When I was a child, I remember my mother armed with a hairdryer in my bedroom. She covered first my one window, and then the other one with plastic sheets, and then sealed them into place with hot air. I remember crying for hours that night and pleading with her to take it down because I could not see the clear and crisp outlines of the winter moon. Now, as an adult, I understand what she was doing: making our 300+ year old farmhouse more energy efficient. She was trying to save us money.
Summer is winding down, kids are back at school, and we have had the first few crisp mornings. Now is a great opportunity to discuss some ways to make your apartment more energy efficient before the upcoming winter season.
Strategies to Make Your Apartment More Energy Efficient
Do you live in an apartment? Here are some temporary modifications to your routine that you can do in the short-term to immediately change your energy consumption (please note, the items that I suggest you purchase can be taken with you when you move out):
- Change out your light bulbs to compact fluorescent bulbs.
- Insulate the water heater by buying a water heater blanket.
- Turn your water heater down to 120 degrees Fahrenheit.
- Dry your clothes outside, or purchase indoor drying racks.
- Turn your freezer/refrigerator down a few degrees.
- Vacuum the refrigerator coils clean (located on the back), as well as move your refrigerator a few inches away from the wall.
- Wash clothes in cold water only.
- Purchase insulated curtains/shades, and close them during the day when you are at work.
- Make sure your furniture is arranged so that it is not blocking any vents or radiators.
- Purchase a draft guard to place at the bottom of your door leading to the outside where temperature-controlled air can escape from your apartment.
- Unplug appliances when not in use because they still draw electricity from your outlets.
- Install a low flow shower water head.
It is also a great idea to purchase or borrow a Kill-a-Watt device. These are great—you plug your appliances into them, and see how much electricity each uses. With this sort of information, you can then make more informed decisions to increase your energy efficiency.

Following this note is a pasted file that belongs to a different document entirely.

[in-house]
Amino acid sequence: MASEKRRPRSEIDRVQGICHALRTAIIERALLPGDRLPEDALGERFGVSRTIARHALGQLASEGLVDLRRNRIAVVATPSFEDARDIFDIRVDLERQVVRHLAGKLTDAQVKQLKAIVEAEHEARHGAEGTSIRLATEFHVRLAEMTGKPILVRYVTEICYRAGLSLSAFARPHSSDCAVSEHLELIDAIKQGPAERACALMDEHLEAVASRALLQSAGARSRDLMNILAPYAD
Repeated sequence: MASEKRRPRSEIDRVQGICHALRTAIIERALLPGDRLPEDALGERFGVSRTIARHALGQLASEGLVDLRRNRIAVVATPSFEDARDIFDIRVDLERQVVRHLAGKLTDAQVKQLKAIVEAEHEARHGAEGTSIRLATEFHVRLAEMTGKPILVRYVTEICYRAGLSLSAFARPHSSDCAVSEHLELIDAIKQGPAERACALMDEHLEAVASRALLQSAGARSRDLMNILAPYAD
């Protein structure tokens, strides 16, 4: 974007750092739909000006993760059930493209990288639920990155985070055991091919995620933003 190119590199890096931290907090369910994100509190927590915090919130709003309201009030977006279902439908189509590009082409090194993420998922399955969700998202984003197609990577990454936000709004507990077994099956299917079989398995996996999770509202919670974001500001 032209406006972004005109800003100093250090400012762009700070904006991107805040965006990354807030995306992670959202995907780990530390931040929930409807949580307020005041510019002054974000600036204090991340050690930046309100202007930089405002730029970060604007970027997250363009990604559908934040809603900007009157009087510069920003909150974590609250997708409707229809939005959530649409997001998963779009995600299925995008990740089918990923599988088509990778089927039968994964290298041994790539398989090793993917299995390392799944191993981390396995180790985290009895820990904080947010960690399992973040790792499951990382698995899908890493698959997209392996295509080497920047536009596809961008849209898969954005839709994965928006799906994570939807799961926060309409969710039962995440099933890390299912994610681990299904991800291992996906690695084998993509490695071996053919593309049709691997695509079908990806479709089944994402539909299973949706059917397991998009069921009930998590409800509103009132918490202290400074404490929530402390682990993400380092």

For example, I have a halogen bulb lamp in my living room. It turns out that it uses more electricity than our large television, which I discovered in my kill-a-watt experiment! Knowing this information allowed us to focus our money on purchasing a more energy efficient lamp instead of nixing the fish tank, which uses much less energy than we originally thought.
Check back tomorrow when I detail how to make your home more energy efficient!
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Do you mean “Turn your freezer/refrigerator *up* a few degrees”?
Steve: Absolutely–thanks for the catch!
Putting EVERYTHING on power-strips, and shutting them off as I head to work has had the most effect on my bottom line. It’s much easier than unplugging each and every appliance.
Christine: Absolutely! That is what we do for our entertainment center (the place with about 1,000 wires it seems!). It is much easier to have other people in your household unplug one plug as well, especially if they are not as committed to being frugal as you are:). Thanks for the comment!
This is one of the only things I’ve seen describing what we apartment-dwellers can do to conserve energy. Everyone wants to talk about what to do in a home, but that doesn’t help me much! for instance, I can’t switch out my appliances for energy-efficient ones; I get what I get from the apartment management. Very rarely are we apartment people given ideas that help us. We’re the forgotten ones. So, thank you for thinking of us. Any more ideas would be great!
You are most welcome. You are right about there not being a lot of energy-conserving information designated for us apartment people–I have only rented (until tomorrow, when my fiancee and I close on our first home!!). I hope you found this useful, and will definitely let you know of more ideas:).
In the same vein as Christine’s comment, I absolutely love the power strip we purchased that allows you to control everything off of the on/off status of our TV (if you turn the TV off, the surround sound and dvd player also turn off and vice versa). It does still draw power for the tv while it’s off, but it cuts down a ton on the vampirism of the the other things with shiny lights and clocks and whatnot. I suppose it doesn’t work for people who like their DVD clocks or whatever, but we don’t pay attn. The strip we have also has some normal outlets in case you have things that you don’t want power cut for if the tv is off (lamps, cable boxes, etc).
And yes, thanks so much for remembering us apartment dwellers!
Thanks for the comment. Good job on the powerstrip! I am at home today making our new house more energy efficient as we speak–and hooking things up to a powerstrip on our entertainment system is next on my list.
Have a great weekend!
Do not turn your fridge above 40 degrees F. Bacteria bloom like… well, bacteria when temps hit 40°.
Hello! Good advice–thank you:).